Births! Wonderful, wonderful births. Here in England, we love a good birth. IT’S THE FUTURE KING! Hooray! Awh, look at his disgusting regal placenta. Better yet, put a crown on the fucking thing – it’ll probably dress like a Nazi and say horrible things about Indians less often than the actual royals.
Of course, not all births are overblown pomp-parades that sparkle and twinkle and give saluting Daily Mail readers the kind of throbbing pride-enthused stonk-on that an appalled nun couldn’t beat down with a length of rubber hosepipe. Some are horrifying paranormal ordeals where our future demon overlords tear their snarling way into this world through a ragged mess of gore and tissue.
Ahem. I’m talking about a birth that legend states took place in the pine barrens of southern New Jersey sometime around 1735. Mother Leeds was pregnant with her 13th child, and by this point presumably had a vagina you could reverse a transit van into without ever getting the panelling wet. She claimed her child would be born a demon and sure enough, the baby came into the world a horrifying monster. With a horselike head, bat wings, a forked tail and cloven hooves, the Jersey Devil was a snarling freak that promptly killed the midwife and escaped up the chimney of the house. Because demons are dicks that are born with a few more life skills than the rest of us.
Of course, an obscure and self-evidently daft bit of colonial folklore wouldn’t be of much interest to cryptozoologists without some possibility of linking it to some weird animal encounters. Because of the entrenched nature of the Devil myth, New Jersey goes mad for such sightings, and the name ‘Jersey Devil’ has become an umbrella term for any and all unexplainable animal encounters throughout the state. Their National Hockey League team is even named in its honour:
The Devil has been reported in the area around the Pine Barrens for centuries, but the most significant demonic kerfuffle happened over five days in January 1909. Over a hundred people across southern New Jersey and eastern Pennsylvania reported encountering the creature, which often shrieked horribly as it flew overhead harassing the crap out of people. Dogs were attacked and the local fire department in West Collingswood even tried to spray it out of the sky with their hoses, to no avail. The hysteria was very real and widespread, meaning that if the sightings were a hoax, it was one being perpetrated on a grand scale against a lot of people who ended up genuinely shit-your-kecks frightened as a result. All because of a monster that looked like a goth giraffe on a meth binge:
Hoaxes did take place, of course. Two guys even profiteered off the whole debacle by charging people to come and look at the ‘devil’ they’d killed, when in fact they’d stuck fake antlers and a few feathers on a taxidermy kangaroo they’d painted green. Less easy to explain were the strange hoofprints in the snow that often appeared after a sighting. In some cases they went on for miles and seemed to not give a fire-and-brimstone fuck about the laws of physics, carrying on without pause under fences, over high walls and up on to the roofs of houses. The hysteria of 1909 was only made worse by reports that bloodhounds in Hammonton became terrified and refused to follow the trail when they were brought in to track the beast. Devilmania was in full swing, and schools and mills closed as frightened residents sought to avoid any possible encounter with the terrifying sky-llama from hell.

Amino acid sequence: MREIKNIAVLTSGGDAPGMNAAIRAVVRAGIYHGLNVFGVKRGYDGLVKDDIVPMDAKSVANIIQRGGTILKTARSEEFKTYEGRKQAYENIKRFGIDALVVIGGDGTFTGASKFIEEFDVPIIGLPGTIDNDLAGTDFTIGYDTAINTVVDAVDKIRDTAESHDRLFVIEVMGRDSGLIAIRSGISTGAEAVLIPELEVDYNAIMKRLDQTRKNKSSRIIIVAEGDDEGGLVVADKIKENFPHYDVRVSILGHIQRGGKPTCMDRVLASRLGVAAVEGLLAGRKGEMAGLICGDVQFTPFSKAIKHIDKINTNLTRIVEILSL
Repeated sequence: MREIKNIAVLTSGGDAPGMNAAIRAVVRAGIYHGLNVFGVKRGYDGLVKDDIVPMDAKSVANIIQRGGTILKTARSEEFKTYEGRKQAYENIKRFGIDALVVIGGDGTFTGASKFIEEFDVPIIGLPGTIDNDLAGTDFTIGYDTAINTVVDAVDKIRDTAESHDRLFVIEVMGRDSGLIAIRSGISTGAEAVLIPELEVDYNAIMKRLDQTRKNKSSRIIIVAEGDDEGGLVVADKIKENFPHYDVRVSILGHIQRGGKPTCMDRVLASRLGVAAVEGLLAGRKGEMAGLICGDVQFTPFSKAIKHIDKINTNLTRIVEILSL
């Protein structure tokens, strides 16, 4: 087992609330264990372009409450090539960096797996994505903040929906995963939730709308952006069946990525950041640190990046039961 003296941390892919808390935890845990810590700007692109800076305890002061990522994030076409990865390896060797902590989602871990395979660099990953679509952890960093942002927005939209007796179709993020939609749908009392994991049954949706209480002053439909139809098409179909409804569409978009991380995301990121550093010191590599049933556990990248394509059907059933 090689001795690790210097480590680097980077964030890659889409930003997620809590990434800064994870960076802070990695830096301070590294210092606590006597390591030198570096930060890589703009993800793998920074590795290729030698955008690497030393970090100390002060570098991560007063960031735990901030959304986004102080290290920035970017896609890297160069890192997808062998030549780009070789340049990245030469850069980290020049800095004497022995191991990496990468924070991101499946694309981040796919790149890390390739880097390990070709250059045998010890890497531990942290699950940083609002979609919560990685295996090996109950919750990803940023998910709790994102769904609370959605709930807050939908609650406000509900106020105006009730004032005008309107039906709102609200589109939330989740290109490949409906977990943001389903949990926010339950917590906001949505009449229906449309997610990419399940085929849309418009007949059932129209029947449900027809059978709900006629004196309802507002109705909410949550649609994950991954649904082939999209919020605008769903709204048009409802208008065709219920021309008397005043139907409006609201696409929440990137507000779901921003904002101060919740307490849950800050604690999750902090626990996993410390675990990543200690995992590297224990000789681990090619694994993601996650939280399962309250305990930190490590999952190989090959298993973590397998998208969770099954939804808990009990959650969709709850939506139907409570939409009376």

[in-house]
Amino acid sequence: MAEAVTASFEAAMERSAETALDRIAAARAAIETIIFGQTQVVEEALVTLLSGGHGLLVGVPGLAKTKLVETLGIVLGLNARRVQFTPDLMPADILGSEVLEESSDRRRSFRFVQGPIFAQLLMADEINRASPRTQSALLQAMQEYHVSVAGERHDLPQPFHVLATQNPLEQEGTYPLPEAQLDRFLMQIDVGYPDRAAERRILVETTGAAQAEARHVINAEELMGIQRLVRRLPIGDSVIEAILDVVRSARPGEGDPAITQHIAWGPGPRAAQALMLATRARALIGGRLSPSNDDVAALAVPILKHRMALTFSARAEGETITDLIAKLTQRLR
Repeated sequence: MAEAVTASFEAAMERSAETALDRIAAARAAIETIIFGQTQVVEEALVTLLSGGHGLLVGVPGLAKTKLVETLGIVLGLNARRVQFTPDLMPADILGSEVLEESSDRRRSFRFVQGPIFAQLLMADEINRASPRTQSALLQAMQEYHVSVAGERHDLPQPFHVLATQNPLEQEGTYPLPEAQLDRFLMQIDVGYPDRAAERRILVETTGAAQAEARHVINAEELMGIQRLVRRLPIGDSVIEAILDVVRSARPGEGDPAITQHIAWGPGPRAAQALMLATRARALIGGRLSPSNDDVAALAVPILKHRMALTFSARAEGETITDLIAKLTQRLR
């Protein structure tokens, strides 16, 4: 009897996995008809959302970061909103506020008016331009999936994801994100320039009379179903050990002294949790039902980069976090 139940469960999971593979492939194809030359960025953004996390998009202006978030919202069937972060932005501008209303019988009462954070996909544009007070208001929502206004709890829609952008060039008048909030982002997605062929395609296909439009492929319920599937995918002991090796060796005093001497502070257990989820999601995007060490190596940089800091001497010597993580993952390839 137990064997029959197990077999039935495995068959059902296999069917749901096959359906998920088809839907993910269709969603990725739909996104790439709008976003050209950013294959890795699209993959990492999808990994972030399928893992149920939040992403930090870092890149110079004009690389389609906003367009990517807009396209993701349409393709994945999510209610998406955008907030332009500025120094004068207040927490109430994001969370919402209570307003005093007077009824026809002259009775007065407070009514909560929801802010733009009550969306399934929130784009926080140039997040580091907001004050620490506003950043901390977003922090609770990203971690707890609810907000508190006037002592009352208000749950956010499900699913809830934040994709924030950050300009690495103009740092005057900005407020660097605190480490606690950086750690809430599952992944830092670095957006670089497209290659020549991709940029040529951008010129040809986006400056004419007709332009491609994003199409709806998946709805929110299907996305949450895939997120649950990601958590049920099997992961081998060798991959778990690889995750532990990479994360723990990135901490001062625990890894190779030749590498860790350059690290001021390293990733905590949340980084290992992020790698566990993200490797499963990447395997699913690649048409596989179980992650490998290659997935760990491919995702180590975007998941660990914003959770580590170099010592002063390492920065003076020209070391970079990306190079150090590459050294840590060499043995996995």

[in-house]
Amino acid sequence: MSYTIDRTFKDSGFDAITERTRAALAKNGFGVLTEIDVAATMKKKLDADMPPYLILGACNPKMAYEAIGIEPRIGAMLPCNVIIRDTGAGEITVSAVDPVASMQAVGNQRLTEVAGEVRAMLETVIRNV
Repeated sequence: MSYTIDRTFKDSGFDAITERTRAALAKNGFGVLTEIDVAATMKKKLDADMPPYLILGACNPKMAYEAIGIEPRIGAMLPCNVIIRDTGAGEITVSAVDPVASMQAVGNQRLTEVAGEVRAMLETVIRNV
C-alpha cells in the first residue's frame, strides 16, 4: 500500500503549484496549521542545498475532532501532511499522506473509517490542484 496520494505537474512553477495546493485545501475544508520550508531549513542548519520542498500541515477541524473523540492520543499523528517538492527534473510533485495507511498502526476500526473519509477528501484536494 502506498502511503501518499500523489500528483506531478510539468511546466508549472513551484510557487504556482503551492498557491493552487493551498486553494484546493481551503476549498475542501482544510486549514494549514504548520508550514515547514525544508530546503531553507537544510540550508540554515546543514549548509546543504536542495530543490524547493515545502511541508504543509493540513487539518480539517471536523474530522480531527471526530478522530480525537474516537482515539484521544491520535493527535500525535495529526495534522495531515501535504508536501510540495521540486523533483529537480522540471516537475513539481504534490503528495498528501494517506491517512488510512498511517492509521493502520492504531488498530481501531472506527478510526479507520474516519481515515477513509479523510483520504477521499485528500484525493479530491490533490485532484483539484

More modern sightings lump all kinds of weird animals under the ‘Devil’ moniker. In a more recent one from 1993, a park ranger named John Irwin claimed to have encountered a six-foot biped with a deerlike head and glowing red eyes in the New Jersey forest. Just a few months ago, a picture claiming to be of the Devil perched on a fence created a buzz on the internet, but turned out to be nothing more than a photo of a bald squirrel that had actually been taken miles away in Oklahoma:
A more traditional Devil sighting occurred in 2004, when a mother and son gathering in their Christmas lights fled into their house when the Devil started harassing them. The tracks it left on their roof were not only unidentifiable to experts, but were generally agreed to be in a position that would have been nigh-on impossible to fake without leaving other telltale signs in the snow.
Despite all sorts of failed efforts to trap, identify and debunk the Jersey Devil myth, it remains one of the most famous and enduring cryptids in American folklore. Cryptid-hunters Loren Coleman and Ivan T. Sanderson have put forward the theory that the 1909 hysteria was in fact an elaborate real estate hoax, designed to freak the crap out of local residents to the point of selling up on the cheap. Sanderson even claimed to have found the fake feet used to make the tracks in the snow. If the two of them were right, then the Jersey Devil is an urban legend sparked by the antics of a real life Scooby-Doo style evil mastermind. And if there’s one sort of prick in the world evil enough to pull off such a plan, of course it’d be a fucking estate agent.